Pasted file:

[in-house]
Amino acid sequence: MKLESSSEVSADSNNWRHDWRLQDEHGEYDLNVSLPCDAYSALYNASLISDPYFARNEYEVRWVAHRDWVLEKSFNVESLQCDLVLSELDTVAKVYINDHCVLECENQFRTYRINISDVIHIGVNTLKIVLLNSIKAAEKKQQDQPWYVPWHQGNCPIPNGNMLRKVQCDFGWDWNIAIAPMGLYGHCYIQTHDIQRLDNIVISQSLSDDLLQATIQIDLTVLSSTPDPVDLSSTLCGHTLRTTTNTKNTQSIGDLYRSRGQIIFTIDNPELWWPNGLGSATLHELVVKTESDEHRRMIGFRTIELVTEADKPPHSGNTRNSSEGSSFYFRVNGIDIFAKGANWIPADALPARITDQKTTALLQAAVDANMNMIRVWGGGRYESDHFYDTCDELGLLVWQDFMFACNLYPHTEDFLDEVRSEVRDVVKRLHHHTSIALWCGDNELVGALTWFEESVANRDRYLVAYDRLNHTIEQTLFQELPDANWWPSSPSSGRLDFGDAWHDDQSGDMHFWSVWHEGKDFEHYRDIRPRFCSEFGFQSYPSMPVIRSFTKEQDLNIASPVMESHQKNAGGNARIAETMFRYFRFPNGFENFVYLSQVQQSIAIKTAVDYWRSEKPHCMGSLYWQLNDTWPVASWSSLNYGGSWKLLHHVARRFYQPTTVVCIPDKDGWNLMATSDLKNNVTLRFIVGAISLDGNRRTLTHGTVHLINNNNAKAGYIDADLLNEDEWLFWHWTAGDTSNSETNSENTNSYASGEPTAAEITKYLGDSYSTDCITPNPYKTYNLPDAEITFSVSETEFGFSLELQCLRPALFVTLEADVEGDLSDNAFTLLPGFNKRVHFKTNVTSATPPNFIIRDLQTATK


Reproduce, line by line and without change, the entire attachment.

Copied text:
[in-house]
Amino acid sequence: MKLESSSEVSADSNNWRHDWRLQDEHGEYDLNVSLPCDAYSALYNASLISDPYFARNEYEVRWVAHRDWVLEKSFNVESLQCDLVLSELDTVAKVYINDHCVLECENQFRTYRINISDVIHIGVNTLKIVLLNSIKAAEKKQQDQPWYVPWHQGNCPIPNGNMLRKVQCDFGWDWNIAIAPMGLYGHCYIQTHDIQRLDNIVISQSLSDDLLQATIQIDLTVLSSTPDPVDLSSTLCGHTLRTTTNTKNTQSIGDLYRSRGQIIFTIDNPELWWPNGLGSATLHELVVKTESDEHRRMIGFRTIELVTEADKPPHSGNTRNSSEGSSFYFRVNGIDIFAKGANWIPADALPARITDQKTTALLQAAVDANMNMIRVWGGGRYESDHFYDTCDELGLLVWQDFMFACNLYPHTEDFLDEVRSEVRDVVKRLHHHTSIALWCGDNELVGALTWFEESVANRDRYLVAYDRLNHTIEQTLFQELPDANWWPSSPSSGRLDFGDAWHDDQSGDMHFWSVWHEGKDFEHYRDIRPRFCSEFGFQSYPSMPVIRSFTKEQDLNIASPVMESHQKNAGGNARIAETMFRYFRFPNGFENFVYLSQVQQSIAIKTAVDYWRSEKPHCMGSLYWQLNDTWPVASWSSLNYGGSWKLLHHVARRFYQPTTVVCIPDKDGWNLMATSDLKNNVTLRFIVGAISLDGNRRTLTHGTVHLINNNNAKAGYIDADLLNEDEWLFWHWTAGDTSNSETNSENTNSYASGEPTAAEITKYLGDSYSTDCITPNPYKTYNLPDAEITFSVSETEFGFSLELQCLRPALFVTLEADVEGDLSDNAFTLLPGFNKRVHFKTNVTSATPPNFIIRDLQTATK